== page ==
May I be happy. May I be at ease. May I be free from struggle. May I allow myself to be happy. May I be at ease, even when things aren’t so easy. May I be free from any ways that I suffer.
- As you sit in this practice, repeating these phrases in your mind, your attention might be drawn into thinking other things like resisting or judging. Judging the practice or your capacity to love or be kind. This does take a gentle, persistent effort to continue returning, offering yourself these phrases even when the mind wanders. May I be happy. See if you can feel the breath and the body’s response to each phrase. May I be free from struggle. Allowing the mind and body to relax into each phrase. You just repeat them over and over again. I love you. I will take care of you. I will provide you with what you need. Keep going.
- Then bring your attention back to the body. Again relaxing into your posture. Noticing what’s there to be felt after offering yourself these kind and loving words. Remember there’s no right or wrong way to feel. See if you can allow whatever is arising to exist. If it’s difficult, see if you can continue to bring kindness to that. That’s not where we turn our back. That’s what’s needing our love and attention the most.
- Then bring your attention to someone that’s been beneficial to you. Maybe a benefactor, someone that has inspired you, that has shown you great kindness, seen you for who you are, offered you some of that unconditional love. Recognizing as this being comes to mind, or maybe a lot of people, that just as you wish to be happy and to be at ease, peaceful, to struggle less, that this person also shares this universal desire for well-being. So begin offering them some kind words.
Just as I wish to be happy, peaceful, and free, may you be happy, peaceful, and free. Continue offering the words that you think they would benefit from hearing. May you be happy. May you be at ease. May you be free. Or maybe it sounds like, Thank you. Thank you for seeing me and loving me. Thank you for being there for me. I don’t take it for granted.
- Let those words and the image of that person go and bring the attention back to the body, back to the breath. Notice what’s there to be felt. Remember there’s no right or wrong way to feel so you can allow what’s there to exist. See if you can expand just a little bit to a neutral person in your life. Maybe a neighbor that you see, but don’t know very well or someone that you come across at the local grocery. Bring that being to your mind and your heart. Just as I wish for myself to be happy, to feel ease, to be free, may you be happy, feel ease, and be free. Or it might sound like, I see you. You are a whole human being deserving of kindness and happiness just like me. Just like me, you want to be happy. Just like me, you struggle and get scared. May we be happy. May we feel at ease. May we be free, my friend. Letting that go, bring the attention back to your body. Noticing what’s present for you and allowing it to exist.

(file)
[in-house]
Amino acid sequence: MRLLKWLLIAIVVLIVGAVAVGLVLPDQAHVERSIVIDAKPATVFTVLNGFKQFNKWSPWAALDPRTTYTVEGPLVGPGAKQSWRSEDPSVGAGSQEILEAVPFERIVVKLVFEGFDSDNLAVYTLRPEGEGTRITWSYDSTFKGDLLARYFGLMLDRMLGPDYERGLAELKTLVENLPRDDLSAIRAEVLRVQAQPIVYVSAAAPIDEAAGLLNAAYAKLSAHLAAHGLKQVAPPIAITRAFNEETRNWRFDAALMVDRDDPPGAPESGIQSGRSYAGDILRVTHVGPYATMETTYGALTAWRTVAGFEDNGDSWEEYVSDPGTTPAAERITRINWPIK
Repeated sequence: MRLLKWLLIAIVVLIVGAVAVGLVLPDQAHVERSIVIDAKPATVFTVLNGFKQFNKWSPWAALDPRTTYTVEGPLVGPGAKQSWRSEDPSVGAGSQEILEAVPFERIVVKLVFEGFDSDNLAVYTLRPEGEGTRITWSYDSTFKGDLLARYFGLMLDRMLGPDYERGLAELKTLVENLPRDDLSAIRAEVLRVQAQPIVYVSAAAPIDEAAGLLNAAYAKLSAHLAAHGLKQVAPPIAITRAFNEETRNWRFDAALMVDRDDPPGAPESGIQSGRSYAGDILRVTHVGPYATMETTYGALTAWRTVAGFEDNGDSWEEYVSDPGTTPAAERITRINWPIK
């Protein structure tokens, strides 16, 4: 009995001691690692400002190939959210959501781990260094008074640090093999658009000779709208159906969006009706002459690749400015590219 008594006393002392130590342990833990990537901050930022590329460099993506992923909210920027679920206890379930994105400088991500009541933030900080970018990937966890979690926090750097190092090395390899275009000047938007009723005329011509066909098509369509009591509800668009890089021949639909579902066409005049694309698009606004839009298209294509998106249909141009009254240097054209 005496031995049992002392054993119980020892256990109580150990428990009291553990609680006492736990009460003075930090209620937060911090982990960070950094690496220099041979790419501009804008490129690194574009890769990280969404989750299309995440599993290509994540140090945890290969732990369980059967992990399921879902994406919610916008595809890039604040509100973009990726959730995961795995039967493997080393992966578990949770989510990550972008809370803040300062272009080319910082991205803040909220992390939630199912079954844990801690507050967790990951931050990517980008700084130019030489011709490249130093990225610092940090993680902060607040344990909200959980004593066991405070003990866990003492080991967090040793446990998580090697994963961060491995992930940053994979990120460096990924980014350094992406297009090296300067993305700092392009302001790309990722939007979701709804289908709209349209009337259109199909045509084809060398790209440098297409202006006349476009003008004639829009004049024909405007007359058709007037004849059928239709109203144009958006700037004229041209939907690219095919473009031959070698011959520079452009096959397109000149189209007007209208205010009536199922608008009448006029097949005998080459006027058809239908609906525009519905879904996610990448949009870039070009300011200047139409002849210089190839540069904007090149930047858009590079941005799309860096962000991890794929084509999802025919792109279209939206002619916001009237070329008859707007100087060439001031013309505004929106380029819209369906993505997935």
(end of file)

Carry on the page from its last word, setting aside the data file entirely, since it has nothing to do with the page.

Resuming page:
- There are two more categories to cover as we continue to expand our hearts. This next one is optional. We consider offering the same kind of loving-kindness to someone that’s been difficult. If your mind is anything like my mind, as soon as I think of a person, your mind may have gone to the most difficult person in your life. And I encourage you to not go there. If you feel like you have the capacity to work with this, start with someone who is easy to work with, someone that maybe just hurt your feelings or annoyed you in some way. Starting easy so we can build strength and confidence and a capacity to open our hearts to difficult people. All beings wish to be met with love and kindness. All beings, even the annoying and the unskillful, the confused and the unkind, wish to be happy. Even their harm is coming from a place of confusion of fear. That’s not an excuse, just the truth. We all need to take responsibility for our actions.
- With as much heart as you can in this moment, see if you can offer this slightly difficult person in your life some kindness. May you be happy. May you be free. For the sake of our own personal freedom from hatred or fear, with as much heart as you can in this moment, allow someone who may have been a source of difficulty to be the object of your well wishes. May we be happy. May we be free. And letting that go. Notice what that was like by sensing into your body. And last but definitely not least, see and experience this heart, full of capacity to offer love and kindness to all beings.
- We can start with beings in our immediate vicinity, sending some love, some kindness to the people in our space right now. May we all be happy, at ease, and free. Expand to those in your town or city. I like to imagine it like my heart is radiating out, and allowing those waves of kindness to expand to the city, then expanding to the country. Allow a positive intention for meeting everyone with love and kindness to spread out in all directions, radiating kindness with this open heart and fearless mind. May all beings, including myself, be happy. May all beings, including myself, be at ease. May all beings, including myself, be free from unnecessary struggle.
- Then coming back to the body, to your heart. Noticing what’s there to be felt, noticing if anything’s changed, if anything’s stayed the same. Welcoming it all with big, spacious, patient, kind awareness. Feeling your breath, the ground beneath you. And when you’re ready, on your own time and your own way, coming out of the practice. That might be by opening your eyes, or maybe a hand on the heart is what’s being called for in this moment.